Mr. Stinchcombe: The Minister's explanation has helped me considerably. I now have a much better understanding of the clause's meaning, and indeed, it means what it says.
Mr. Ainsworth: Wow. At that, I had better sit down, after asking the hon. Member for Beaconsfield to withdraw the amendment.
Mr. Grieve: I compliment the Minister on the clarity of his exposition of the purposes of clause 247. He satisfied the hon. Member for Wellingborough and I can assure him that on that one, he also satisfied me. Moreover, I shall not press amendment No. 381 relating to the bona fide purchaser. The debate was helpful in producing clarity, but I am not completely reassured. I take the Minister's point about the origin being in a proprietary claim, but as he acknowledged, one of the features of the legislation is that the assets in question were never necessarily the property of another person that had been unlawfully taken. The category of unlawful assets is much wider—an asset is unlawful because of its origins, and because it has been tainted with criminality.
I suppose that, philosophically, I have an old principle of English law in mind whereby a person is entitled to possession of what he has unless somebody else can raise a better claim to it, or it is the proceeds of crime, or, more specifically, a criminal acquisition. Departing from that, under an administrative law framework, throws up anomalies between the old established rule, which is valuable and touches on the liberty of the individual, and the convenience of the state in seizing assets that it concludes are the proceeds of unlawful conduct.
That is why I was anxious about the position of the bona fide purchaser as a theoretical individual. Even with the protections offered by the Minister, once one starts to suggest that the bona fide purchaser is a person who has unlawfully acquired assets, an interesting and worrying theoretical dimension is introduced in relation to the nature of property and private property rights. I noticed with interest that whoever drafted the legislation was sufficiently worried to make a specific statement about the impact of the European convention on human rights. When we come to the relevant part of the Bill, the Minister will see that it raises interesting issues in connection with private property rights. Of course, the ECHR originated from English legal principles, before it was exported to Strasbourg and subsequently repatriated—some Committee members may know that its repatriation was not wholly unwelcome to me.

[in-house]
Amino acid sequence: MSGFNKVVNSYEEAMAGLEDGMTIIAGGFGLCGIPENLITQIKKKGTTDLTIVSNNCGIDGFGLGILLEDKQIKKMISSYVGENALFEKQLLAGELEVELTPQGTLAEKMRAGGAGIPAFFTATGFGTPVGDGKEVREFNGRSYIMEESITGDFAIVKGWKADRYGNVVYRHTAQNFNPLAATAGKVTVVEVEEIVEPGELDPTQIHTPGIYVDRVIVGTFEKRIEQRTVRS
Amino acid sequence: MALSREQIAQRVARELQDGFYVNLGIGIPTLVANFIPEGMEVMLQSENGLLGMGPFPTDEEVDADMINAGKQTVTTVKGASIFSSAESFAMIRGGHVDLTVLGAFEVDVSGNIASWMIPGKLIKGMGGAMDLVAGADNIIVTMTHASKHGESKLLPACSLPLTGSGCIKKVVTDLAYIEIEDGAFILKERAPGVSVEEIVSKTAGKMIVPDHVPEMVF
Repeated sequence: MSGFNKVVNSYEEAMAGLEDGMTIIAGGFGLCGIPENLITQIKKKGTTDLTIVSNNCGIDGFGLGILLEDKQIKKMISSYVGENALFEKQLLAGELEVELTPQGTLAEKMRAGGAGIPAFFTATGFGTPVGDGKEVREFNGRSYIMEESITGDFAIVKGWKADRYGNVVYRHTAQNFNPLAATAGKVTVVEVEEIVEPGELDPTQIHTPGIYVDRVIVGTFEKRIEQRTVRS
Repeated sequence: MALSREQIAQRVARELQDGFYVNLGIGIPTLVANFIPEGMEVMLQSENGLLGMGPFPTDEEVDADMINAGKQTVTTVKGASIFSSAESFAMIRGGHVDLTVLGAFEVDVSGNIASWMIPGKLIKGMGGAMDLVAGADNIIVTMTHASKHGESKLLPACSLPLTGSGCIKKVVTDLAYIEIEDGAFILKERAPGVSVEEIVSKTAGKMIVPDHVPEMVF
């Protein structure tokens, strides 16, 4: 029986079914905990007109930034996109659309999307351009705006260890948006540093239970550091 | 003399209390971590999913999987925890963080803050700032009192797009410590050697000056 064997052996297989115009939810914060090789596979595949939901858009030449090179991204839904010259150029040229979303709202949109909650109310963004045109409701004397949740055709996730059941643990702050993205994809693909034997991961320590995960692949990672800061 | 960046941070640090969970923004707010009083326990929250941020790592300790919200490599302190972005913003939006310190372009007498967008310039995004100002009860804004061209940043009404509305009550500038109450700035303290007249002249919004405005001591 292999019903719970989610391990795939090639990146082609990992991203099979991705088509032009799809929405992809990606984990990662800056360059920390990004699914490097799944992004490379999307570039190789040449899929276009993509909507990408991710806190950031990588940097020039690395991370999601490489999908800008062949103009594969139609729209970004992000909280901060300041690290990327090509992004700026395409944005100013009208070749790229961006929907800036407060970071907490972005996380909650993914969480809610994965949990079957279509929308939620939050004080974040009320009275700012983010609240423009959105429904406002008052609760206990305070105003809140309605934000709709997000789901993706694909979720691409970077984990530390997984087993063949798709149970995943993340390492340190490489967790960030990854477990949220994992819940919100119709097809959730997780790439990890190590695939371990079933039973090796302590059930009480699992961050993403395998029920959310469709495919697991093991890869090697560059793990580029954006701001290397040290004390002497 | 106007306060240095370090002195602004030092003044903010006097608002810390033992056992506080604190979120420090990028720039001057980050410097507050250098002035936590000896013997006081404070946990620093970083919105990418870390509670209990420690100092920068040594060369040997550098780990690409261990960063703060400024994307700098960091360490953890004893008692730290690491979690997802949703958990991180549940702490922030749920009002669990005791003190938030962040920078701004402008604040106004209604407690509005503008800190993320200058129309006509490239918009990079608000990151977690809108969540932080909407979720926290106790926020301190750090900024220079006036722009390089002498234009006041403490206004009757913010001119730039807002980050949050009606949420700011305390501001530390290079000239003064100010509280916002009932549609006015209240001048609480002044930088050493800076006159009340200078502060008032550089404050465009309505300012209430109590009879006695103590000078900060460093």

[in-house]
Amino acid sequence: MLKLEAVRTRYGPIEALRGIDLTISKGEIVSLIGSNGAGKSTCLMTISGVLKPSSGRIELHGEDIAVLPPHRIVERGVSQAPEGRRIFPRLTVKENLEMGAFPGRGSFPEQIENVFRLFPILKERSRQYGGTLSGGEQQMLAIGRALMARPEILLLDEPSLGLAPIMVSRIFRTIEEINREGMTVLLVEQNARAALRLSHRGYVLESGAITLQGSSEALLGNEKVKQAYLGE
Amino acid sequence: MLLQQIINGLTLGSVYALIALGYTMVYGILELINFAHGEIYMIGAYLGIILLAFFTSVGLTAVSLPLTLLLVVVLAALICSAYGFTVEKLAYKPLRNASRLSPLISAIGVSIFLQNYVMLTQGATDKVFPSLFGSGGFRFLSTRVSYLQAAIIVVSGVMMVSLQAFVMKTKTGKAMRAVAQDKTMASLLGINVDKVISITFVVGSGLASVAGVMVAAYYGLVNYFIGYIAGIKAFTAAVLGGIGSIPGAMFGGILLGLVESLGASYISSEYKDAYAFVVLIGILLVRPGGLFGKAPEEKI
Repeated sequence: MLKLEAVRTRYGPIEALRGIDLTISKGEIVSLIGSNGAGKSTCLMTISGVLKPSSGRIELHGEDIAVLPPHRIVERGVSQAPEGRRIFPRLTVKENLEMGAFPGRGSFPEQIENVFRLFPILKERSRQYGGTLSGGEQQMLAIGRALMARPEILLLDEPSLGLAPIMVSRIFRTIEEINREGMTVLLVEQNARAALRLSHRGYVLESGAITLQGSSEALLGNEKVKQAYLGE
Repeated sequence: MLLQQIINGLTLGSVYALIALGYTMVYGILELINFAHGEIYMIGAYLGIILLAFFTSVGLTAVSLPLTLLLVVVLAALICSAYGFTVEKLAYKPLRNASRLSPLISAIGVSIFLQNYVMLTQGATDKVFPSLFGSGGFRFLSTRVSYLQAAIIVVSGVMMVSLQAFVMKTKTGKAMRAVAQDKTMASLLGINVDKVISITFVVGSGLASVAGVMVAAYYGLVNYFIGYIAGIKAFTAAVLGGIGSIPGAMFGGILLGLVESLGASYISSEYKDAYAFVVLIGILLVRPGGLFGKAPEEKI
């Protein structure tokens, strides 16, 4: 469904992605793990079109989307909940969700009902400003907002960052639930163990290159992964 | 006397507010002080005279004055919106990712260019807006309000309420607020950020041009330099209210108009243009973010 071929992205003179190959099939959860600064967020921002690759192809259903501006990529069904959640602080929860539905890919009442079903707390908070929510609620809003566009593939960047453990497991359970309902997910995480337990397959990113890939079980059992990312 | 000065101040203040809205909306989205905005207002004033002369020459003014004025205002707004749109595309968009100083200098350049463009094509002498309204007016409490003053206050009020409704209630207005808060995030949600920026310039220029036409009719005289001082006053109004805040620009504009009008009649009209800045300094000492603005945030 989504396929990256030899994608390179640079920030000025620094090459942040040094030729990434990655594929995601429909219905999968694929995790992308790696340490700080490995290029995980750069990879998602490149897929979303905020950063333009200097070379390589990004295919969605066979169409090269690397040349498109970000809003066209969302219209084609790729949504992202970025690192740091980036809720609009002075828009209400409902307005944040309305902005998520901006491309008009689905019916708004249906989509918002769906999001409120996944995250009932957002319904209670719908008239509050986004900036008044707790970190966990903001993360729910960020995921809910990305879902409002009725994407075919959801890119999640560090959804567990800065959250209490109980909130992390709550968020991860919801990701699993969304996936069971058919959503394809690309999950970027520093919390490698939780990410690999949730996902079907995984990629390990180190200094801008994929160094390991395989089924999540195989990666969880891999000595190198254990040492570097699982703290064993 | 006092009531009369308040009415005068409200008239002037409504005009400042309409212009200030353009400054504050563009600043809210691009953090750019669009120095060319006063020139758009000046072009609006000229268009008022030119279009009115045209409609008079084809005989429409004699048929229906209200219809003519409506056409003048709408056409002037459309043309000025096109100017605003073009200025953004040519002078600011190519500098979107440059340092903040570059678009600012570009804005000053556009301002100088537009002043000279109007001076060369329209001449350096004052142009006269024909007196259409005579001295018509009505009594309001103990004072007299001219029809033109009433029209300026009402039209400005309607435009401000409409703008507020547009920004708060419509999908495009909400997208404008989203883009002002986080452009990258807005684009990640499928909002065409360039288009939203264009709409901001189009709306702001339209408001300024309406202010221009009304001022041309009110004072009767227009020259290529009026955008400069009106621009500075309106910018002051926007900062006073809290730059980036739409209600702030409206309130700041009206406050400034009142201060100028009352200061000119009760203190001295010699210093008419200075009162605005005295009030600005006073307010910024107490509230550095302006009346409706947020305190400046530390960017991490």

I accept, however, that the Bill contains protection for the bona fide purchaser. I am grateful to Committee members for having borne with me during this wide-ranging discussion, and I hope that it will colour some of the debate on subsequent clauses. Therefore, without having such an extensive debate, we can keep in mind the potential tension and conflict between the two principles when considering later amendments. I beg to ask leave to withdraw the amendment.
Amendment, by leave, withdrawn.
The Chairman, being of the opinion that the principle of the clause and any matters arising thereon had been adequately discussed in the course of debate on the amendments proposed thereto, forthwith put the Question, pursuant to Standing Orders Nos. 68 and 89, That the clause stand part of the Bill.
Question agreed to.
Clause 247 ordered to stand part of the Bill.
Proceedings for recovery orders in England
and Wales or Northern Ireland